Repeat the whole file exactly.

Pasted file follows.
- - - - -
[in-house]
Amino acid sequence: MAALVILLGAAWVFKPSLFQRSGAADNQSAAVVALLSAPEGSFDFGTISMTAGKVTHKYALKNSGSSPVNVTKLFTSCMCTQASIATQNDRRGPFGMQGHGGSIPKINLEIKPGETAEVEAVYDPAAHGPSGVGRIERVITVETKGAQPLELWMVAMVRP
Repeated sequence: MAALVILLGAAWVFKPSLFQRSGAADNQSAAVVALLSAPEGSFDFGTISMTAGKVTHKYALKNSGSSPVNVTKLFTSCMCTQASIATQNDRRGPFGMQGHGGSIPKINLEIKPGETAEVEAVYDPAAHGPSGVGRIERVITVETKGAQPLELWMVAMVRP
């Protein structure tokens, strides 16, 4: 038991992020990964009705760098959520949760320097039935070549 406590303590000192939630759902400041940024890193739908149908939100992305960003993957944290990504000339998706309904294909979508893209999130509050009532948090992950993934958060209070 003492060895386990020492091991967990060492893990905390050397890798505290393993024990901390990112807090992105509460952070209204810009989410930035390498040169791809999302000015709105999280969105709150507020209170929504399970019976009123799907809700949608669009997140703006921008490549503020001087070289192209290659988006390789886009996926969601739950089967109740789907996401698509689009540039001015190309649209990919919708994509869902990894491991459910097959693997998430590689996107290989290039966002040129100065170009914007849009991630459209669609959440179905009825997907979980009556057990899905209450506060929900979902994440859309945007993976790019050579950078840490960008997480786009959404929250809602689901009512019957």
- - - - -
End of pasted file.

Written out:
[in-house]
Amino acid sequence: MAALVILLGAAWVFKPSLFQRSGAADNQSAAVVALLSAPEGSFDFGTISMTAGKVTHKYALKNSGSSPVNVTKLFTSCMCTQASIATQNDRRGPFGMQGHGGSIPKINLEIKPGETAEVEAVYDPAAHGPSGVGRIERVITVETKGAQPLELWMVAMVRP
Repeated sequence: MAALVILLGAAWVFKPSLFQRSGAADNQSAAVVALLSAPEGSFDFGTISMTAGKVTHKYALKNSGSSPVNVTKLFTSCMCTQASIATQNDRRGPFGMQGHGGSIPKINLEIKPGETAEVEAVYDPAAHGPSGVGRIERVITVETKGAQPLELWMVAMVRP
């Protein structure tokens, strides 16, 4: 038991992020990964009705760098959520949760320097039935070549 406590303590000192939630759902400041940024890193739908149908939100992305960003993957944290990504000339998706309904294909979508893209999130509050009532948090992950993934958060209070 003492060895386990020492091991967990060492893990905390050397890798505290393993024990901390990112807090992105509460952070209204810009989410930035390498040169791809999302000015709105999280969105709150507020209170929504399970019976009123799907809700949608669009997140703006921008490549503020001087070289192209290659988006390789886009996926969601739950089967109740789907996401698509689009540039001015190309649209990919919708994509869902990894491991459910097959693997998430590689996107290989290039966002040129100065170009914007849009991630459209669609959440179905009825997907979980009556057990899905209450506060929900979902994440859309945007993976790019050579950078840490960008997480786009959404929250809602689901009512019957």